Apple didn’t manage to provide real photos of the iPhone 4’s new display’s quality on their website. 960×640 pixels sure sounds a lot (almost iPad resolution), but I wasn’t convinced, because those digital demos look nothing like a real display.
Thankfully, Engadget has now provided this great comparison photo:
That’s the icon for the Maps app, of course, on iPhone 3GS and 4. Its actual size on the display is 9mm (0.354in), or the width of a typical paperclip, or the height of those arrow keys on a modern Apple keyboard, or the distance between strings on a 6-string guitar, or half the width of my middle finger. It’s really small.
If you have an iPhone or iPod touch (any generation), look at that icon. Can you see the white line between the red and blue parts of the road sign? That’s almost 2 pixels high on an iPhone 4. See the number “280”? The lines are a little more than 2 pixels thick there. See the pin’s head? That’s about 20 pixels in diameter now. The vertical road is about 15 pixels wide.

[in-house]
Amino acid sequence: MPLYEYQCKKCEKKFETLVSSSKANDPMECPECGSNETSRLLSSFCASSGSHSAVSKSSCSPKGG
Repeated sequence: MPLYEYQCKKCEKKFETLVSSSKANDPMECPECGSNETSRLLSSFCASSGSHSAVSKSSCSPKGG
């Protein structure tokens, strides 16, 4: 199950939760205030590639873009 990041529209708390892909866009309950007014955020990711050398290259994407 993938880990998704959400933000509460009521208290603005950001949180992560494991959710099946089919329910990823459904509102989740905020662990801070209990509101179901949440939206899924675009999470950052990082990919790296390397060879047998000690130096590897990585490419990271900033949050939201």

I could go on and on about this, but the quintessence is this: There will be no reason to make a higher-desity display, ever. Of course, HTC can release a 444ppi display in November, or Google can put a 3.8" screen with 1920×1080 Full HD resolution in the Nexus Three, but I think Apple has planted their flag on the smartphone display moon with this. It doesn’t matter who plants the second flag.
And how far is the competition away from the moon? Google’s Nexus One claims to have a 800×480 pixel screen. Compared to the iPhone 4 (on the bottom):
Update 2: Now that I’ve seen it with my own eyes, I can confirm that you can’t see any pixels unless you look very closely. From a typical viewing distance, it’s like high-quality print. And at least my iPhone doesn’t have any yellow spots on the display.
Update 3: Another microscope photo.